The treasury director role might not materialize or at least not within the projected timetable. Nevertheless, you may have created a mutually valuable and long-lasting relationship if it is properly nurtured. Good luck.

(Agent, JKS Solutions, Inc.) |

Jim's advice is perfect. Don't be a pest. She has made it a point to contact you regarding a specific event in the future. Wow, you certainly made a great impression, don't ruin it. She will expect you to behave as she behaves, to trust the process. Keep job hunting, don't rely on this, but do accept her invitation if you do indeed get one. I'm jealous. For a leadership position sometimes the social win is the "in"

Robert Ewalt
Title: Exam Development Manager
Company: Institute of Certified Management Accoun..
(Exam Development Manager, Institute of Certified Management Accountants) |

Would you want to go to the music festival even if she did not invite you? Would you want to meet socially with this woman even if she did not have a (potential) job for you? If so, maybe email to say you (and your date/spouse/friend) are looking foward to meeting them at the festival. No business discussion.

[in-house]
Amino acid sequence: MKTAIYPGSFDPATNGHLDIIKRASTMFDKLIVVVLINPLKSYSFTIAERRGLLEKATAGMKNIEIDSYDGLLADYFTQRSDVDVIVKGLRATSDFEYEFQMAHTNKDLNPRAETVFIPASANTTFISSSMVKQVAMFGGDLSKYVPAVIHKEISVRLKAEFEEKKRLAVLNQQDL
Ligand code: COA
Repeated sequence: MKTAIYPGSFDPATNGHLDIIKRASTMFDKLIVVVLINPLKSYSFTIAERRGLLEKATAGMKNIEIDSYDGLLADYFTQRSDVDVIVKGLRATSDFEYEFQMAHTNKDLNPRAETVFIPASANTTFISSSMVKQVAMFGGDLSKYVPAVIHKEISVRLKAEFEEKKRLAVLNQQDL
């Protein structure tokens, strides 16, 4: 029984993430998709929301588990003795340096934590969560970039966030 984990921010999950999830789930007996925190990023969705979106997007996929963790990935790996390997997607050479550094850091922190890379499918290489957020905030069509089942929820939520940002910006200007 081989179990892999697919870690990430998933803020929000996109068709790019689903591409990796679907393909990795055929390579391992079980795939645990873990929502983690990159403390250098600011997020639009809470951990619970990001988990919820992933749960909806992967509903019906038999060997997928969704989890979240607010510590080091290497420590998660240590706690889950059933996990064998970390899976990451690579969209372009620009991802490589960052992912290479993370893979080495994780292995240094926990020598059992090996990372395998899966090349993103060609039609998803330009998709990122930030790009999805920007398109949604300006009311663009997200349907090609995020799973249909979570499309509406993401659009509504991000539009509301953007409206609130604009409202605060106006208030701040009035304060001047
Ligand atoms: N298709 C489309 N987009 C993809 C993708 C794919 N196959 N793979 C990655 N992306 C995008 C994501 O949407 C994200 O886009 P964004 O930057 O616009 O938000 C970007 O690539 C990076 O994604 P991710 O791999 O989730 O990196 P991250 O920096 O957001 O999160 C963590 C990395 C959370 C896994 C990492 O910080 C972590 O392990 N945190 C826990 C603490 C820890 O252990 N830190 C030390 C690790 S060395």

Then call or email near the end of the year to inquire about the director and/or analyst position. It is a little strange, at least to me, that she doesn't want to hire you now as analyst, then promote you to director later on.

(CFO) |

I've encountered similar situations in my past job searches. Even when the company someone works for is legitimate, it does not mean they have a legitimate job to offer.

I once had the owner of a reputable, Bay Area, well known, placement firm push to meet me at my own home on the weekend, which was very strange. But, being desperate, I acquiesced.

Big mistake!

I ended up being subjected to an Amway recruiting session at my own, kitchen table with one of those "true believers" who wouldn't take no for an answer. I literally had to get rude and throw him out of my house by threatening to take physical action to remove him after enduring an hour of his ridiculous presentation..

Another time, during the same long period of un/under employment I was going through, I got a call from a nationally known, financial services firm that I had tested and interviewed with in the past to be a rep for. That call quickly changed from a "have a position for you" call into a sales call. From one of the newly recruited financial planners that had been given my resume and personal information from the HR department to use in trying to obtain my business.

And finally, a friend went to work for Wells Fargo Bank in a financial services office pushing mortgages a few years back. He was provided with the same resumes and personal information from job applicants and previous loan applications to the WFB positions to use as leads for making cold calls. WFB!

There is no integrity in job recruitments any more. Don't trust that information you provide and verbal promises made will not be used in some way that has nothing to do with any position you are interested in.

Be careful. Very careful.